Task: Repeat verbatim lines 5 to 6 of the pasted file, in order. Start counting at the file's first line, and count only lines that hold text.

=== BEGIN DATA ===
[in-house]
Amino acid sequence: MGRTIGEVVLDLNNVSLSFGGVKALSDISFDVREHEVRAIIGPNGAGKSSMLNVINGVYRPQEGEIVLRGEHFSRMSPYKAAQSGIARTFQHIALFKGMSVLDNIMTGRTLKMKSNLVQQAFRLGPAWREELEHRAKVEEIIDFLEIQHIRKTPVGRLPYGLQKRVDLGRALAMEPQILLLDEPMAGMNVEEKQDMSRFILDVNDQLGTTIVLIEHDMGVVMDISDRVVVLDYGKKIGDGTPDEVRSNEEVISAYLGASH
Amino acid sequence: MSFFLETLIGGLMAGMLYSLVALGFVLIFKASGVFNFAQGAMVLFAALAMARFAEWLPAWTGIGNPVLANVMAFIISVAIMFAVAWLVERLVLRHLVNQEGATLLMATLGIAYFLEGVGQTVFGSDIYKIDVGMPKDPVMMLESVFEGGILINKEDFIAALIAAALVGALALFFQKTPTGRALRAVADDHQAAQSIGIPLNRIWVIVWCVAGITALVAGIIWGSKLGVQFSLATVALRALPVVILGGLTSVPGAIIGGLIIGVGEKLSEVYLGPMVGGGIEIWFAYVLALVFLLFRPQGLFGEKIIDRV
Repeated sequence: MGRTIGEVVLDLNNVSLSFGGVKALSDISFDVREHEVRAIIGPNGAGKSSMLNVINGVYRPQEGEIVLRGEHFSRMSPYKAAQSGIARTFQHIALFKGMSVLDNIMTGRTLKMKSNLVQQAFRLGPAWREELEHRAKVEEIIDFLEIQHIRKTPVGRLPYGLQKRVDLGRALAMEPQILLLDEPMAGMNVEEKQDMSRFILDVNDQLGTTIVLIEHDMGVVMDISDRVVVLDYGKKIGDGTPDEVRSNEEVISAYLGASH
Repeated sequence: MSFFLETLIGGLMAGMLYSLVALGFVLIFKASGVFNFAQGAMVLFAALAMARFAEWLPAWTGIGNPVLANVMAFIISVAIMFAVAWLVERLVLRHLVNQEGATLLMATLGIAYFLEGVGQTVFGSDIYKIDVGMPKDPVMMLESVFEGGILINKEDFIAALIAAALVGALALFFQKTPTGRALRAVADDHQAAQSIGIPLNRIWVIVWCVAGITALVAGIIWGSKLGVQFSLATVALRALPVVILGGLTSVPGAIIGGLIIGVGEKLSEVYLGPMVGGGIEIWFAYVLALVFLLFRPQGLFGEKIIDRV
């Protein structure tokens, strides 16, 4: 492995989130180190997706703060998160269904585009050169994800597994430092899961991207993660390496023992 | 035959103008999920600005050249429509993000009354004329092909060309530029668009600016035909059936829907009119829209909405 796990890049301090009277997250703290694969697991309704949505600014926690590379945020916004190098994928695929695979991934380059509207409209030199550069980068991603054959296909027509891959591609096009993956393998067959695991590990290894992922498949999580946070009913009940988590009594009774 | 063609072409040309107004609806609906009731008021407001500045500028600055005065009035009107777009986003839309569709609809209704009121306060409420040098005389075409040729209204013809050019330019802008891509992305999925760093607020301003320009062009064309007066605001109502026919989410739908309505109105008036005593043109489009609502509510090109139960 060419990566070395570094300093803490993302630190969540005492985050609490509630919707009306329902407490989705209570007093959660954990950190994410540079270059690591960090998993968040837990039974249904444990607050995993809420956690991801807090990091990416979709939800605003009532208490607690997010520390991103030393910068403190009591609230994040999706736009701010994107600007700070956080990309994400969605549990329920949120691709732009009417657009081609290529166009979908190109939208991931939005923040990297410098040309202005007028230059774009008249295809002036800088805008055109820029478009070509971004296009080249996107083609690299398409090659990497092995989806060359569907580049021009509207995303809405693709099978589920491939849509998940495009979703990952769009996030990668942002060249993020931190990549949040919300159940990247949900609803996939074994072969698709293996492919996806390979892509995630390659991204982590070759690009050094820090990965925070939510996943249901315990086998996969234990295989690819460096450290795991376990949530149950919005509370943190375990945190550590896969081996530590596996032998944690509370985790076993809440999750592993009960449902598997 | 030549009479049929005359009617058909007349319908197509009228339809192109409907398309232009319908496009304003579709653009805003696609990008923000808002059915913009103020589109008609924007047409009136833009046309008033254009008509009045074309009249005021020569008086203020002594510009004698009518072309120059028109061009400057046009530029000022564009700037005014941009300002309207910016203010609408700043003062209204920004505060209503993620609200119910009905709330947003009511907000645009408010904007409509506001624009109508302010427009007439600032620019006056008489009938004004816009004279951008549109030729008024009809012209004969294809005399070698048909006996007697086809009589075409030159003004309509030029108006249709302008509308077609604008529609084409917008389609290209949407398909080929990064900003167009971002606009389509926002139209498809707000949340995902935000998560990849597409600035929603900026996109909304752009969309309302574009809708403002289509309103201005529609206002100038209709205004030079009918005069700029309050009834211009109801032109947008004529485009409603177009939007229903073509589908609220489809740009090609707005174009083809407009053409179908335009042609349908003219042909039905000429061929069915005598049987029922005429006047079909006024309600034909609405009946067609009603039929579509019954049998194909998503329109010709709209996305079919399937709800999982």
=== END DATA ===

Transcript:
Repeated sequence: MSFFLETLIGGLMAGMLYSLVALGFVLIFKASGVFNFAQGAMVLFAALAMARFAEWLPAWTGIGNPVLANVMAFIISVAIMFAVAWLVERLVLRHLVNQEGATLLMATLGIAYFLEGVGQTVFGSDIYKIDVGMPKDPVMMLESVFEGGILINKEDFIAALIAAALVGALALFFQKTPTGRALRAVADDHQAAQSIGIPLNRIWVIVWCVAGITALVAGIIWGSKLGVQFSLATVALRALPVVILGGLTSVPGAIIGGLIIGVGEKLSEVYLGPMVGGGIEIWFAYVLALVFLLFRPQGLFGEKIIDRV
């Protein structure tokens, strides 16, 4: 492995989130180190997706703060998160269904585009050169994800597994430092899961991207993660390496023992 | 035959103008999920600005050249429509993000009354004329092909060309530029668009600016035909059936829907009119829209909405 796990890049301090009277997250703290694969697991309704949505600014926690590379945020916004190098994928695929695979991934380059509207409209030199550069980068991603054959296909027509891959591609096009993956393998067959695991590990290894992922498949999580946070009913009940988590009594009774 | 063609072409040309107004609806609906009731008021407001500045500028600055005065009035009107777009986003839309569709609809209704009121306060409420040098005389075409040729209204013809050019330019802008891509992305999925760093607020301003320009062009064309007066605001109502026919989410739908309505109105008036005593043109489009609502509510090109139960 060419990566070395570094300093803490993302630190969540005492985050609490509630919707009306329902407490989705209570007093959660954990950190994410540079270059690591960090998993968040837990039974249904444990607050995993809420956690991801807090990091990416979709939800605003009532208490607690997010520390991103030393910068403190009591609230994040999706736009701010994107600007700070956080990309994400969605549990329920949120691709732009009417657009081609290529166009979908190109939208991931939005923040990297410098040309202005007028230059774009008249295809002036800088805008055109820029478009070509971004296009080249996107083609690299398409090659990497092995989806060359569907580049021009509207995303809405693709099978589920491939849509998940495009979703990952769009996030990668942002060249993020931190990549949040919300159940990247949900609803996939074994072969698709293996492919996806390979892509995630390659991204982590070759690009050094820090990965925070939510996943249901315990086998996969234990295989690819460096450290795991376990949530149950919005509370943190375990945190550590896969081996530590596996032998944690509370985790076993809440999750592993009960449902598997 | 030549009479049929005359009617058909007349319908197509009228339809192109409907398309232009319908496009304003579709653009805003696609990008923000808002059915913009103020589109008609924007047409009136833009046309008033254009008509009045074309009249005021020569008086203020002594510009004698009518072309120059028109061009400057046009530029000022564009700037005014941009300002309207910016203010609408700043003062209204920004505060209503993620609200119910009905709330947003009511907000645009408010904007409509506001624009109508302010427009007439600032620019006056008489009938004004816009004279951008549109030729008024009809012209004969294809005399070698048909006996007697086809009589075409030159003004309509030029108006249709302008509308077609604008529609084409917008389609290209949407398909080929990064900003167009971002606009389509926002139209498809707000949340995902935000998560990849597409600035929603900026996109909304752009969309309302574009809708403002289509309103201005529609206002100038209709205004030079009918005069700029309050009834211009109801032109947008004529485009409603177009939007229903073509589908609220489809740009090609707005174009083809407009053409179908335009042609349908003219042909039905000429061929069915005598049987029922005429006047079909006024309600034909609405009946067609009603039929579509019954049998194909998503329109010709709209996305079919399937709800999982």